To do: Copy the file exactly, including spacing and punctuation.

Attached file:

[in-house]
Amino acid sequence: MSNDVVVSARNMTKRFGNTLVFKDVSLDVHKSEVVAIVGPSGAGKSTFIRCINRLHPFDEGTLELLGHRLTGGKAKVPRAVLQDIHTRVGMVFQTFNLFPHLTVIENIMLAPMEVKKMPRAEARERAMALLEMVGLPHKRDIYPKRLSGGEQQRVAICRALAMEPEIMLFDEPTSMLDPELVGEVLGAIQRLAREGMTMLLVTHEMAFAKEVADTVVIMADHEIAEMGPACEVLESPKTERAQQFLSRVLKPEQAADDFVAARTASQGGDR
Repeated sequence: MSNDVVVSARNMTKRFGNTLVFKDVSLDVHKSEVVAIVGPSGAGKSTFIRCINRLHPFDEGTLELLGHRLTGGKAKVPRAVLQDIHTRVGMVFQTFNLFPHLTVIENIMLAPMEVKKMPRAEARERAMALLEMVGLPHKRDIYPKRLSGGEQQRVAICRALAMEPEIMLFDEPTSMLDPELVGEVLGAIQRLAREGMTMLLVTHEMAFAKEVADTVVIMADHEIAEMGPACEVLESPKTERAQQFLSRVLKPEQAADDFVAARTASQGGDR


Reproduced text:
[in-house]
Amino acid sequence: MSNDVVVSARNMTKRFGNTLVFKDVSLDVHKSEVVAIVGPSGAGKSTFIRCINRLHPFDEGTLELLGHRLTGGKAKVPRAVLQDIHTRVGMVFQTFNLFPHLTVIENIMLAPMEVKKMPRAEARERAMALLEMVGLPHKRDIYPKRLSGGEQQRVAICRALAMEPEIMLFDEPTSMLDPELVGEVLGAIQRLAREGMTMLLVTHEMAFAKEVADTVVIMADHEIAEMGPACEVLESPKTERAQQFLSRVLKPEQAADDFVAARTASQGGDR
Repeated sequence: MSNDVVVSARNMTKRFGNTLVFKDVSLDVHKSEVVAIVGPSGAGKSTFIRCINRLHPFDEGTLELLGHRLTGGKAKVPRAVLQDIHTRVGMVFQTFNLFPHLTVIENIMLAPMEVKKMPRAEARERAMALLEMVGLPHKRDIYPKRLSGGEQQRVAICRALAMEPEIMLFDEPTSMLDPELVGEVLGAIQRLAREGMTMLLVTHEMAFAKEVADTVVIMADHEIAEMGPACEVLESPKTERAQQFLSRVLKPEQAADDFVAARTASQGGDR